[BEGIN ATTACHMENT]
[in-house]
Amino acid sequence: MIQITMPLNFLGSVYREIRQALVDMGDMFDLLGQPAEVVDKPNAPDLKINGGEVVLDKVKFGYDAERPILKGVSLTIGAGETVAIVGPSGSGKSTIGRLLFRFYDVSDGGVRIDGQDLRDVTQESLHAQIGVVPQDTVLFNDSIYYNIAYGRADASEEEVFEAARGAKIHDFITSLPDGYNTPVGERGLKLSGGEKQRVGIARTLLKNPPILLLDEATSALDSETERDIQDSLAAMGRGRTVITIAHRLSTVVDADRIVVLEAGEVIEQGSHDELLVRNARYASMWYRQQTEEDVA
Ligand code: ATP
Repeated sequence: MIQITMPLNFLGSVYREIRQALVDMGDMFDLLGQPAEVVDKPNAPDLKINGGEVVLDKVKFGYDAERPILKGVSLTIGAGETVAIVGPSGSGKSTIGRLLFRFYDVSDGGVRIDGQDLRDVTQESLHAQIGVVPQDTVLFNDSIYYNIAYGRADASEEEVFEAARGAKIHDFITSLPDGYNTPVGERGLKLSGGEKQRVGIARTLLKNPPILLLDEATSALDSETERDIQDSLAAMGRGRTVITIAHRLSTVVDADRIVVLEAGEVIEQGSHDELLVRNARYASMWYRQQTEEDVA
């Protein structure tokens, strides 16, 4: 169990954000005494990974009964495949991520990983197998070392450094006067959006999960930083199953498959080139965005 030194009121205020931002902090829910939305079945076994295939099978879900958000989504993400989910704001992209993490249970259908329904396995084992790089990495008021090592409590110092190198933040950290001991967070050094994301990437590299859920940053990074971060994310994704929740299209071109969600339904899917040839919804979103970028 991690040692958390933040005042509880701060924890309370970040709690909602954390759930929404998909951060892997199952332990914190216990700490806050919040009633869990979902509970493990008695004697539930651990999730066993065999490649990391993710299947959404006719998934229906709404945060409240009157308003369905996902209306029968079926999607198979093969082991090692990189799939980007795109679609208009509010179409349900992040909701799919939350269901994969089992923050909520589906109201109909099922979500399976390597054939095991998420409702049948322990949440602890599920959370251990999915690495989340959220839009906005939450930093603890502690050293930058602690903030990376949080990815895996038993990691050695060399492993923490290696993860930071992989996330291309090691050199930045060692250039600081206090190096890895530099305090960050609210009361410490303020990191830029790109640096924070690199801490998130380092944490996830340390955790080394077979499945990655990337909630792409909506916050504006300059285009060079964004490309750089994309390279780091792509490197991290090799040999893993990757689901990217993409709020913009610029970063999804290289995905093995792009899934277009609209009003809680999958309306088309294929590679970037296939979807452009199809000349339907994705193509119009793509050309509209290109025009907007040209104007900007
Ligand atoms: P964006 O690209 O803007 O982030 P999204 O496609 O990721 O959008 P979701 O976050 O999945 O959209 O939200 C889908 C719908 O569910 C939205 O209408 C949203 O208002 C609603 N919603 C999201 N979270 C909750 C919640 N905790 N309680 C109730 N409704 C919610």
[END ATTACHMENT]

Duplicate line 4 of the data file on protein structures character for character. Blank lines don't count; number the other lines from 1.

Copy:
Repeated sequence: MIQITMPLNFLGSVYREIRQALVDMGDMFDLLGQPAEVVDKPNAPDLKINGGEVVLDKVKFGYDAERPILKGVSLTIGAGETVAIVGPSGSGKSTIGRLLFRFYDVSDGGVRIDGQDLRDVTQESLHAQIGVVPQDTVLFNDSIYYNIAYGRADASEEEVFEAARGAKIHDFITSLPDGYNTPVGERGLKLSGGEKQRVGIARTLLKNPPILLLDEATSALDSETERDIQDSLAAMGRGRTVITIAHRLSTVVDADRIVVLEAGEVIEQGSHDELLVRNARYASMWYRQQTEEDVA